BI: Interwoven is pretty clear about not being a behavioral targeting firm per se, but rather an optimization company. Where does a behavioral component fit into the optimization mix in your new Adaptive Targeting platform?
Wachen: The usually unconscious working assumption of targeting platforms has been that their particular 'special sauce' is best. The reality is that every piece of data, whether it's geographic or contextual or behavioral, is important -- and even more important when related to and integrated with other data. The particular levers may vary by advertiser or campaign, but all are potentially leveragable.
Targeting has remained a very siloed area. You have diverse options, geographic, day-parting, contextual, demographic, and behavioral, and subsections or varieties within each. But ultimately options have been limited in possible outputs.
Traditional Web site targeting uses the marketer's insight to match people with content using rules. Data mining allows offer optimization and behavioral targeting to cluster based on similar characteristics, but content is still limited to a set of fixed offers. Meaning that, if you're focusing on behavioral data, for instance, you have a very constrained set of options. You may be limited to only two or three offers to target. So, for any given customer prospect, you're forced to place a person in one of those three buckets whether they're really relevant or not.
BI: What's held back this integration?
Wachen: The reason for this siloed approach, or at least a major reason, is that multivariable testing (MVT) and targeting have yet to be seamlessly integrated. We leverage multivariable testing and targeting with Interwoven Optimost Adaptive Targeting, so we can deal with hundreds and even thousands of possible permutations.
The most ideal situation for a marketer is to be able to continually test and tweak what and how you're targeting in real time. Testing without targeting is like peanut butter without jelly. So, what we've introduced is a system that evaluates every visitor and delivers targeted content that takes into account every data point we have about them, then conducting MVT for virtually unlimited content options.
BI: How will the better integration of testing and targeting change the way marketers view testing?
Wachen: Most marketers continue to think of multivariable testing as optimizing offer A against offer B. That is certainly one important thing to be testing. But it's only one variable and there are many more. When somebody visits a page, they are engaged all the time in a series of small decisions. When they come to a form, they are judging whether it's too long to fill out or contains too many personal questions. They are making decisions as they read copy about whether what they have to read is too detailed or technical, or whether it's not detailed enough to suit their needs.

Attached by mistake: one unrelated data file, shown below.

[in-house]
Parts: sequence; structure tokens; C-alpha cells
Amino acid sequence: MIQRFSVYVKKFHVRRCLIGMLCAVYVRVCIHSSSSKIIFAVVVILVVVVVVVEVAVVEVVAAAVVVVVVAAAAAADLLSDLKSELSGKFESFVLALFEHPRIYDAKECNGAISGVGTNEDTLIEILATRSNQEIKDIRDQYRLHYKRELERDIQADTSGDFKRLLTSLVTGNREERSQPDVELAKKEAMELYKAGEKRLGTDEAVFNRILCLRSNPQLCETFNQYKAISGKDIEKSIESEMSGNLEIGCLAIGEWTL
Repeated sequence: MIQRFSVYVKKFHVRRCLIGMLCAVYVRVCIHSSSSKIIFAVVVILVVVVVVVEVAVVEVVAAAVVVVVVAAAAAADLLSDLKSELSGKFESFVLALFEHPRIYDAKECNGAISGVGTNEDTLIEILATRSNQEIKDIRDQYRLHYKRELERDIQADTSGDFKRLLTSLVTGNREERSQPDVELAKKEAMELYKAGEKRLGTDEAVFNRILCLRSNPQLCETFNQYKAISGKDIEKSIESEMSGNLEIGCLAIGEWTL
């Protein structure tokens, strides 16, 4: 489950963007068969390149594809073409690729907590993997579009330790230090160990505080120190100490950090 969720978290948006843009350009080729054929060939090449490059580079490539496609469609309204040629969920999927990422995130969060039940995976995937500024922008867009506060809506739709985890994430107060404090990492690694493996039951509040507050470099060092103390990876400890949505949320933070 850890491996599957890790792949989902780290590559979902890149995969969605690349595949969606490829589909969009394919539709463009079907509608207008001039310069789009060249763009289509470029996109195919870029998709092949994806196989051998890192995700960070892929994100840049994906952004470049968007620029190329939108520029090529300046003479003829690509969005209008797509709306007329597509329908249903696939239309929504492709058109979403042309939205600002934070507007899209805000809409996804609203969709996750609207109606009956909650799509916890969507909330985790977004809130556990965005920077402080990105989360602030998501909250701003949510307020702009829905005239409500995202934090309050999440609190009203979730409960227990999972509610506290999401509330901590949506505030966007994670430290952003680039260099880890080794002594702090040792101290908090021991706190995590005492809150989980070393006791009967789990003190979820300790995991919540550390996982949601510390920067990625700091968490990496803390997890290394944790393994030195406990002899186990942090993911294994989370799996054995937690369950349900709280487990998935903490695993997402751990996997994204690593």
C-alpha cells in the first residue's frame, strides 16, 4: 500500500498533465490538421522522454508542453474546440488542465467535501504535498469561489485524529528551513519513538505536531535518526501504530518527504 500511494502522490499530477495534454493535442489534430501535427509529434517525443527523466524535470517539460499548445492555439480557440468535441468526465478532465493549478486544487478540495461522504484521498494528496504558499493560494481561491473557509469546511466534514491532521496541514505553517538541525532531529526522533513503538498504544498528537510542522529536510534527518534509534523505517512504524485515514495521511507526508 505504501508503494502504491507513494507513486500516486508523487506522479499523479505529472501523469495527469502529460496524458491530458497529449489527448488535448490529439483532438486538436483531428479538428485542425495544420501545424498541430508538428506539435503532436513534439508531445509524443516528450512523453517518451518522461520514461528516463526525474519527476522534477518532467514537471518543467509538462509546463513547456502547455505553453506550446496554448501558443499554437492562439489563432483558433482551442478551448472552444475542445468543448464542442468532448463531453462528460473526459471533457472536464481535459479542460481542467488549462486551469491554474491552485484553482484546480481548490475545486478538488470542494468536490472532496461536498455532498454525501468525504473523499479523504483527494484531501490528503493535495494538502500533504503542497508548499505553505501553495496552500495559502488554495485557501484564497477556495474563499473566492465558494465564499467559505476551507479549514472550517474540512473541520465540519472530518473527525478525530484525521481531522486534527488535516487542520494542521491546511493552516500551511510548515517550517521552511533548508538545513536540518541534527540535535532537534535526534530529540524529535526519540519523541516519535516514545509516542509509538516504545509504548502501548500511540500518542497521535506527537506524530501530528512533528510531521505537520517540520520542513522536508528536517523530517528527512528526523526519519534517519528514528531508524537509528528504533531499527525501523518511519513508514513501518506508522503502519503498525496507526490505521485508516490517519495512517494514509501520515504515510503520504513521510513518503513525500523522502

When visitors arrive, the system takes into account the context, the search keyword they used, the affiliate site they came from, their IP Address, cookies from past visits and the time of day, day of week, weekday vs. weekend, and other criteria. Beyond this, we can then overlay demographic data from third-party sources based on their zip code, or profile data from other customer record systems such as CRM and ERP.
From there we can learn from the browser about behavioral aspects such as where they go, what they click on, how long they stay on a particular page, what they download, and visitor-captured data they enter to profiles, trip planning details, or survey questions.
BI: How does this work in practice?
Wachen: One Adaptive Targeting beta customer Interwoven worked with was America's Test Kitchen. They wanted to optimize their Web site to cross-sell. In their case, we started with multivariable testing and overlayed demographic data. We saw, for example, that audiences from areas that had larger concentrations of older adults responded significantly better to things like larger fonts and buttons, and shorter, simplified lead copy.
On the other hand, with other visitors those particular kinds of stylistic tweaks made no real difference either way in responsiveness. This was an interesting revelation to the client. Once this new segment of 'retirees' was discovered to be using the Web site in critical numbers, whenever a visitor from the Geo IP addresses associated with this segment arrived at the site, the system could display the larger red buttons and larger font size for product pages of interest to this group. This could then be taken one step further, as targeted landing pages and even a microsite for this new segment of site visitors could be created.